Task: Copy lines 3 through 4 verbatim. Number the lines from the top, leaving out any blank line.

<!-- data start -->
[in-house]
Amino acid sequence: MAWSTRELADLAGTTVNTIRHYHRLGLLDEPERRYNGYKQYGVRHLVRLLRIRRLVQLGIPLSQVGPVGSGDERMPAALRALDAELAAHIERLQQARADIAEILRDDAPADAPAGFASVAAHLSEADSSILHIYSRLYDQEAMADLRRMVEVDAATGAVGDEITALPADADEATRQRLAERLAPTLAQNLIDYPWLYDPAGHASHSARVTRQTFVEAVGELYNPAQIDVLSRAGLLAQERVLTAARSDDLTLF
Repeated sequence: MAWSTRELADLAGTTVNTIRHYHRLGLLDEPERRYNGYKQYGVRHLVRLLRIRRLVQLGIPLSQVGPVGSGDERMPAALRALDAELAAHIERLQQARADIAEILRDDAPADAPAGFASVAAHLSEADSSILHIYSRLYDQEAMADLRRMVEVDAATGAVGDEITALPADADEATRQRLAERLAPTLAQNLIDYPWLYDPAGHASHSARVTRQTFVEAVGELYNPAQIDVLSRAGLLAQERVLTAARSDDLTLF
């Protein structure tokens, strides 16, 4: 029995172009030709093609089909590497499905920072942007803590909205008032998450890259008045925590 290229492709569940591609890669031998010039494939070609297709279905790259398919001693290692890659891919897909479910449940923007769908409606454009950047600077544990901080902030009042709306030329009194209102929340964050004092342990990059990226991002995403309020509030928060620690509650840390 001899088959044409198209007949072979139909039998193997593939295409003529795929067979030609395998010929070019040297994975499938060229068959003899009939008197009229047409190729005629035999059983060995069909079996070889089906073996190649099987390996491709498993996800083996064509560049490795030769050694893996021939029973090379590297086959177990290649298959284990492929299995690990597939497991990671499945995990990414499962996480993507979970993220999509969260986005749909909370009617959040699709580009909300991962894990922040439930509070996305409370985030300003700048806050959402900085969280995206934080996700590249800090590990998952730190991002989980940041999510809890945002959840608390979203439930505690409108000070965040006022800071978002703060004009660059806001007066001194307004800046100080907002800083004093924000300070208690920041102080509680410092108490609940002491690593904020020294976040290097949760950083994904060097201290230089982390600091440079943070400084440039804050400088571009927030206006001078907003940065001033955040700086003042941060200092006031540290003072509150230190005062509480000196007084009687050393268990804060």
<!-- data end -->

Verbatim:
Repeated sequence: MAWSTRELADLAGTTVNTIRHYHRLGLLDEPERRYNGYKQYGVRHLVRLLRIRRLVQLGIPLSQVGPVGSGDERMPAALRALDAELAAHIERLQQARADIAEILRDDAPADAPAGFASVAAHLSEADSSILHIYSRLYDQEAMADLRRMVEVDAATGAVGDEITALPADADEATRQRLAERLAPTLAQNLIDYPWLYDPAGHASHSARVTRQTFVEAVGELYNPAQIDVLSRAGLLAQERVLTAARSDDLTLF
């Protein structure tokens, strides 16, 4: 029995172009030709093609089909590497499905920072942007803590909205008032998450890259008045925590 290229492709569940591609890669031998010039494939070609297709279905790259398919001693290692890659891919897909479910449940923007769908409606454009950047600077544990901080902030009042709306030329009194209102929340964050004092342990990059990226991002995403309020509030928060620690509650840390 001899088959044409198209007949072979139909039998193997593939295409003529795929067979030609395998010929070019040297994975499938060229068959003899009939008197009229047409190729005629035999059983060995069909079996070889089906073996190649099987390996491709498993996800083996064509560049490795030769050694893996021939029973090379590297086959177990290649298959284990492929299995690990597939497991990671499945995990990414499962996480993507979970993220999509969260986005749909909370009617959040699709580009909300991962894990922040439930509070996305409370985030300003700048806050959402900085969280995206934080996700590249800090590990998952730190991002989980940041999510809890945002959840608390979203439930505690409108000070965040006022800071978002703060004009660059806001007066001194307004800046100080907002800083004093924000300070208690920041102080509680410092108490609940002491690593904020020294976040290097949760950083994904060097201290230089982390600091440079943070400084440039804050400088571009927030206006001078907003940065001033955040700086003042941060200092006031540290003072509150230190005062509480000196007084009687050393268990804060």